Thank you for visiting my fundraising campaign for The Family Connection, a memorial art installation in honor of my grandfather James Burton Rehnberg.
We buried my Grandpa Jim one month ago.
Baptist pastor, World War II veteran (218th Counter Intelligence Corps), preceded in death by Grandma Doris, his wife of sixty-five years.
Five months ago, Grandpa Jim told me he is gay.
Sitting over photos of my husband Bradford and I at our wedding, my ninety-year-old grandfather proudly celebrated “the balls it takes” to live openly. He told me about the love of his life, Warren Johnson, a boy he played music with at church. He told me God loves every part of us. He told me he would trade places with me if he could. He told me he loved me.
I put picture of Bradford and me in his suit coat pocket and a red rose on his coffin.
The Family Connection examines my relationship with this complicated man.
In order to mourn Grandpa Jim, I will create a memorial installation, a eulogy that directly links our paralleled experiences as gay men and members of the Rehnberg family. It seeks to answer the following questions:
How do I process my feelings toward a man whose legacy of religious shame, sexual repression, and fear of one’s true self shaped my own path? How do I reconcile my experience as a young, privileged, openly gay man with his?
The installation consists of two sections:
The Shrine- An assemblage of photos, mementos, and writings encircles a charcoal portrait of Jim drawn in honor of his high school graduation.
Left as offerings to his memory, these objects function as artifacts from his ninety years of life. Symbols of grandpa’s past intermingle with my possessions. Groom sculptures created for my wedding stand next to photos of Warren, Jim’s first love. His war medallions dangle before candles and scattered red roses. A pink light illuminates his army memorial flag. A favorite leather vest hangs neatly off to one side.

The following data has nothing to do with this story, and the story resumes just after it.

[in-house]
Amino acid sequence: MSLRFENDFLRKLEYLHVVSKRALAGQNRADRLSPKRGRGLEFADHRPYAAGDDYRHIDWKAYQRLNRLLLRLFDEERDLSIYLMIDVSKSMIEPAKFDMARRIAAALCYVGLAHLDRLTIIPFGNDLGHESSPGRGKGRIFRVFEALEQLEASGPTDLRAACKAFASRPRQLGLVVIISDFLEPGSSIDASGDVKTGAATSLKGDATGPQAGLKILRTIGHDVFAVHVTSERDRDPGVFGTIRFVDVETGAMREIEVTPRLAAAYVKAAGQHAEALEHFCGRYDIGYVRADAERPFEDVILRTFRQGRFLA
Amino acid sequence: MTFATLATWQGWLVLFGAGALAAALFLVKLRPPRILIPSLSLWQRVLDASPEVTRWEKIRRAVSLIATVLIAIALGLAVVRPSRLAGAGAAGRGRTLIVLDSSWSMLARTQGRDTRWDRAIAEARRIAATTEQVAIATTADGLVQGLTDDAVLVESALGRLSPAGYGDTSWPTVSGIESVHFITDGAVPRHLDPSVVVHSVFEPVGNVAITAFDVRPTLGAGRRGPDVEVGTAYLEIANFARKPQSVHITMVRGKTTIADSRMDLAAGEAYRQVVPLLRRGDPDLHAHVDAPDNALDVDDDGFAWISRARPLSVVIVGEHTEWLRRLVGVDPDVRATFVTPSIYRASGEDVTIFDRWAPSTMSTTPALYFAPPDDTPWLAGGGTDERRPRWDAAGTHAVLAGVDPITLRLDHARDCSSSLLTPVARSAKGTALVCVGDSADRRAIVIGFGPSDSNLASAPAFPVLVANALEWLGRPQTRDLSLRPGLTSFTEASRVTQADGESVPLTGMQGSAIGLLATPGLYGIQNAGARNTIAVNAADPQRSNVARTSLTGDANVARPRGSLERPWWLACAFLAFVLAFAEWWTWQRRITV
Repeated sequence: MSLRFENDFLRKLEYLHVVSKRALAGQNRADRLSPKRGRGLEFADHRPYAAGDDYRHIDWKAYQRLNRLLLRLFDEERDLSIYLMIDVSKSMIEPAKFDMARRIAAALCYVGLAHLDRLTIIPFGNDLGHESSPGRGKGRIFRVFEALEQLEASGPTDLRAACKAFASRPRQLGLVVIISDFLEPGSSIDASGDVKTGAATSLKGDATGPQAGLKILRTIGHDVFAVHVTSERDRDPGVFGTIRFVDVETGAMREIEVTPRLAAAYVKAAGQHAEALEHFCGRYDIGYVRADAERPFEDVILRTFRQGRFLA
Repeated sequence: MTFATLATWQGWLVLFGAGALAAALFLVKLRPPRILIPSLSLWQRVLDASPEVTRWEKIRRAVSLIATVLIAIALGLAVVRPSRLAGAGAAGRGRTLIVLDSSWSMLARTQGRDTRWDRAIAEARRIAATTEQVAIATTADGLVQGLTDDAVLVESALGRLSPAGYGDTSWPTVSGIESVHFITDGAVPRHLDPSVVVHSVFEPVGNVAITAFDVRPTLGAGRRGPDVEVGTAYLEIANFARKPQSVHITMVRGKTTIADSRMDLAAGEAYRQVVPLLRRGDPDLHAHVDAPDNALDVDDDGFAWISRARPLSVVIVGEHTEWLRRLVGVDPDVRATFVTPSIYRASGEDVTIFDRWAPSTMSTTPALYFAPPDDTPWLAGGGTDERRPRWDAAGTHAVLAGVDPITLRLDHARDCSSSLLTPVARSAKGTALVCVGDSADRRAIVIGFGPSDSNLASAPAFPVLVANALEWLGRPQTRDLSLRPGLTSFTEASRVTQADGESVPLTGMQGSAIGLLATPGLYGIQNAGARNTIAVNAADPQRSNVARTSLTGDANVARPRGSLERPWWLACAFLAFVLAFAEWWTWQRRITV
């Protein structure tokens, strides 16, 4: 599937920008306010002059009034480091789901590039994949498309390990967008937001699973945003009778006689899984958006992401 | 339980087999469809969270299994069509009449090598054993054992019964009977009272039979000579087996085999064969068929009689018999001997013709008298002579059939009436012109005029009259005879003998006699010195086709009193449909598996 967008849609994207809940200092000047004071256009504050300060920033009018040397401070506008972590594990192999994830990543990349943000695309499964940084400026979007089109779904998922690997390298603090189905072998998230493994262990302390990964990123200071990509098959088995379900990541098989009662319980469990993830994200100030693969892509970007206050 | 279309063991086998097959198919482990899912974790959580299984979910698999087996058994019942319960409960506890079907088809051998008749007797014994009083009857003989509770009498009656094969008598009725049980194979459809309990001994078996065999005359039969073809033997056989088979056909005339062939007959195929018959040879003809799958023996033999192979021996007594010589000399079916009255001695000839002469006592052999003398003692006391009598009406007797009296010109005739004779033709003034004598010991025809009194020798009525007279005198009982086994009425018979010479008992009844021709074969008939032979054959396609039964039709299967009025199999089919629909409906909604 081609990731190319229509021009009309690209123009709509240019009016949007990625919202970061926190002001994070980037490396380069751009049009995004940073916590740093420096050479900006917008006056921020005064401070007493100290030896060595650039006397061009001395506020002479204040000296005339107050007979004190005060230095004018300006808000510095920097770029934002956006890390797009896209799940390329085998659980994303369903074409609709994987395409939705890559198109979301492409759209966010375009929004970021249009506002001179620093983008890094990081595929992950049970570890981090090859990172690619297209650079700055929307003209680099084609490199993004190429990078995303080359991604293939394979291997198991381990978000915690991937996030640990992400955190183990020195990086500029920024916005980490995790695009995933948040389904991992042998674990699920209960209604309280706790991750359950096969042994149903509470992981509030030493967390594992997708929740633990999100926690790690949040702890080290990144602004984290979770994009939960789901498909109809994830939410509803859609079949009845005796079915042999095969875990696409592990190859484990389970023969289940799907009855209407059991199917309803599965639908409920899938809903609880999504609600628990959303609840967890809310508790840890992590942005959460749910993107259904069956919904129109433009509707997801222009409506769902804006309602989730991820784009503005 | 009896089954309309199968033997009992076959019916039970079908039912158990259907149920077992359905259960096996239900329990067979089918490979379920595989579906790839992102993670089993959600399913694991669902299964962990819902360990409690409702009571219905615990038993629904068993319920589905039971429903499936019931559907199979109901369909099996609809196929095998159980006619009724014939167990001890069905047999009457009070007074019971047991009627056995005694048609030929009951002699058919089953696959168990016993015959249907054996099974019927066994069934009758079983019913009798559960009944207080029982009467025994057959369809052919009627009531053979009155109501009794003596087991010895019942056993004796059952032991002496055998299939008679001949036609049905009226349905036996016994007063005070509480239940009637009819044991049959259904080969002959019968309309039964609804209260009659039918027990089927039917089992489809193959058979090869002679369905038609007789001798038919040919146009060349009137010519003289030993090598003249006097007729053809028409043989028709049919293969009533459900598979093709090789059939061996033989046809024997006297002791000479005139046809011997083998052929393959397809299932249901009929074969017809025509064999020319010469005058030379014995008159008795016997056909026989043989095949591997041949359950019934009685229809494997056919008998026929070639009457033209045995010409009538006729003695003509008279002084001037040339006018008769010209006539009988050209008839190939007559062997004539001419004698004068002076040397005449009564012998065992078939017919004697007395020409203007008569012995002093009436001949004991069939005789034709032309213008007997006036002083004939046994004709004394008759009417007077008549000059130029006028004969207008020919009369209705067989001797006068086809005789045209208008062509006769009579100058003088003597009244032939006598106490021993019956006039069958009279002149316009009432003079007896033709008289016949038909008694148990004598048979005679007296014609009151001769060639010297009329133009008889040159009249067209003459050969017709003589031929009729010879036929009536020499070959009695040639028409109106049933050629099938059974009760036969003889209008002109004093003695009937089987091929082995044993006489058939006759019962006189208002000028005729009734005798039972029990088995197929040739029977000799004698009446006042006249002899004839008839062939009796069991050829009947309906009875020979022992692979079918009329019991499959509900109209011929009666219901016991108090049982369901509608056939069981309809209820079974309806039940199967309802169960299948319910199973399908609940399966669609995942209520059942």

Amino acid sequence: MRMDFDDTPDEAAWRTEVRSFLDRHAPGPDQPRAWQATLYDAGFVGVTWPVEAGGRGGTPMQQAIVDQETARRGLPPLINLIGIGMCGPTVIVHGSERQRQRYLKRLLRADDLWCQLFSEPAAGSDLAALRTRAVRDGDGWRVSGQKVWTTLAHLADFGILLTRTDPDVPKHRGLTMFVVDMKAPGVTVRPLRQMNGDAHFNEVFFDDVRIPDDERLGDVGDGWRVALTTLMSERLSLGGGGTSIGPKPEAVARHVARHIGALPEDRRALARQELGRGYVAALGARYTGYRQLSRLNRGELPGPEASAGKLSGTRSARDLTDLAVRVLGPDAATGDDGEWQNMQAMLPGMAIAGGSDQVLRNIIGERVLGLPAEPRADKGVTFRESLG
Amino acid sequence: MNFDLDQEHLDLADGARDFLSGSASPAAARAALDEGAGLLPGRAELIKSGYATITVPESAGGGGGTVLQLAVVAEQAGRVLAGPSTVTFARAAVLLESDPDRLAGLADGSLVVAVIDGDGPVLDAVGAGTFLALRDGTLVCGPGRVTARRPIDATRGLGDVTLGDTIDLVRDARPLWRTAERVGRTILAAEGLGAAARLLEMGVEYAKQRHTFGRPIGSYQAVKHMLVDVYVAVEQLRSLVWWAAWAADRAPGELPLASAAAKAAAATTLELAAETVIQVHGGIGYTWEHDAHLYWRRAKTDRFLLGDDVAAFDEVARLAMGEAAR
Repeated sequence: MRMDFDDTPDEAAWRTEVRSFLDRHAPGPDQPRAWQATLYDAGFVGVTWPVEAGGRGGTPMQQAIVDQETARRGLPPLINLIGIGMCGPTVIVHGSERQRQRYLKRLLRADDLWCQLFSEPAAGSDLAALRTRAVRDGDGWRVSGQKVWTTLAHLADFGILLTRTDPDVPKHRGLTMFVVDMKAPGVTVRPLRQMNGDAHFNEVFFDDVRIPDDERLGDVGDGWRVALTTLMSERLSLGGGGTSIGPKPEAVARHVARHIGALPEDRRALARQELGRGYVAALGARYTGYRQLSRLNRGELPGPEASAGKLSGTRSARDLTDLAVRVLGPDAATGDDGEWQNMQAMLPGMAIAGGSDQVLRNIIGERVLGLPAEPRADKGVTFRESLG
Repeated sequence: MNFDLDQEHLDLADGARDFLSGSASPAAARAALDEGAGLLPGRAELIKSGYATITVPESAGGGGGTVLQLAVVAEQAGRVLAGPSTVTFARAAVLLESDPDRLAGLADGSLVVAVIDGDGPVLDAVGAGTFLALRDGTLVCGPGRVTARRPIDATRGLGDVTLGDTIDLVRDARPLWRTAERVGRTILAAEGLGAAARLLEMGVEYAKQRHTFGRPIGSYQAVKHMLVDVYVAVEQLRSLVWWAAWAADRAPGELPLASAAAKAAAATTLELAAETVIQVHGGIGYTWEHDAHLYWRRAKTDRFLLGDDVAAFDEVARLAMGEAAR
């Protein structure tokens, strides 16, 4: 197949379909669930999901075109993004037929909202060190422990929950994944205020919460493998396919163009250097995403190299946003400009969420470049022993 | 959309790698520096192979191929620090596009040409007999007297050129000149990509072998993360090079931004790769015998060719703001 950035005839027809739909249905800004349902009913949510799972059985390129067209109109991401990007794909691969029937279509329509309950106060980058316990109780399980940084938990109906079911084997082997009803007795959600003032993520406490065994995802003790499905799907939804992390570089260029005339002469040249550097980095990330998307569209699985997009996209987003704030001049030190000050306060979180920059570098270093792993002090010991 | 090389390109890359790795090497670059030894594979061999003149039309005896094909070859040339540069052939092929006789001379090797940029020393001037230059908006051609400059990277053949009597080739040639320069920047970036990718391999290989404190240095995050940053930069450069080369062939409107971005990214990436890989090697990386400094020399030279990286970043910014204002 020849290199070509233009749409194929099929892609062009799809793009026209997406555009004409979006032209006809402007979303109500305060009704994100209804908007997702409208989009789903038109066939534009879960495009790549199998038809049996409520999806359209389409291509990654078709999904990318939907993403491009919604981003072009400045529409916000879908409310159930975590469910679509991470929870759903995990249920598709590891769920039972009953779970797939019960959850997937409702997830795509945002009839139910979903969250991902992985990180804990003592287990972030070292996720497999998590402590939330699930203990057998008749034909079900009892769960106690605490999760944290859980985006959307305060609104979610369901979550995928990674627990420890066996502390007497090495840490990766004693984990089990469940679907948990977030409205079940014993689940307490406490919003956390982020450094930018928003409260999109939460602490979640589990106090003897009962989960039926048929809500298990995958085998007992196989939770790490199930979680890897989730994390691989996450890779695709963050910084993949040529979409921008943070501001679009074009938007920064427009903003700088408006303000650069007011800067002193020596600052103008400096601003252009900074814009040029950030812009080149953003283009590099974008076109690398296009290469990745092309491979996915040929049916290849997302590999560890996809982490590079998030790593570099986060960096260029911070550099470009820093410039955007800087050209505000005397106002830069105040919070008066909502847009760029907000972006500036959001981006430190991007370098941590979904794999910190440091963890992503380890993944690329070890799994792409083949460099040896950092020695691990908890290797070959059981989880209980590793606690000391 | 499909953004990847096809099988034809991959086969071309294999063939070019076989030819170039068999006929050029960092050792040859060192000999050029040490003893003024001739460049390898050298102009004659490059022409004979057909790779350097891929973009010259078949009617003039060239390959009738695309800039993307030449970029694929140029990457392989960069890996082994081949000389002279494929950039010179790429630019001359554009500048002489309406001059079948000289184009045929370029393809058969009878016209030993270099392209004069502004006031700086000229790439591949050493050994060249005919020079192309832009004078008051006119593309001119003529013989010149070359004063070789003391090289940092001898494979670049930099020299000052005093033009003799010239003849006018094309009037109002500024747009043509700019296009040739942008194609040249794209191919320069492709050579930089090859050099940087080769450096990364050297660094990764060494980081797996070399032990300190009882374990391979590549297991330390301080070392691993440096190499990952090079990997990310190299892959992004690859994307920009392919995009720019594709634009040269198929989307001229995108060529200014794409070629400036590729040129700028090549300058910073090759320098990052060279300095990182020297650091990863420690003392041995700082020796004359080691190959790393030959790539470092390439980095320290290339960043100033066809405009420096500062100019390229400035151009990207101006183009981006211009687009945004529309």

86 Nichols (or Mama’s Boy, Sissy)- An 8’ x 12’ replica of Grandpa Jim’s childhood home stands against a wall, luminous and imposing. Upon entering this structure, participants view a short film in which I deconstruct a Bible my grandfather gave me as a child.
The house looks storm weathered, a crumbling symbol of Grandpa Jim’s formative childhood. Here, Jimmy, the baby of eleven siblings lived with his sternly religious mother, who once beat him for wearing his sister’s face powder. His brothers called him Mama’s boy and sissy. His father died early. Built from reclaimed materials at a small scale, the structure feels fort-like, a temple of youth built from the remnants of the past. Shafts of interior light slice through gaps in the siding. Through a small glass door (alternative, wheelchair accessible door is available as well), a black room awaits viewers.
* I based my design of 86 Nichols on a vintage paper Mache model that Grandpa Jim gave me before he passed away.*
Within this darkened, tomblike space, a short movie plays on a loop. Set to Perfume Genius’ “Dark Parts,” this footage represents a private ritual. Clothed only in a jockstrap, I rip and crumple the pages from a Bible Grandpa Jim gave me in kindergarten. Eyes closed, my face revolves atop flannelgraph trees, the inverted seasons of life and death. I dance on the paper wreckage of my grandfather’s legacy. I embrace and exhibit my body, celebrating a sexual freedom Grandpa Jim never completely knew. I exorcize my religious-based, shame-filled inheritance.
The Family Connection, named after the Sunday school curriculum my grandparents taught together, binds my grandfather’s queerness and personal identity up with mine. It explores both our intimate bonds and vast disconnects. It reconciles my heart to his.
Love to you.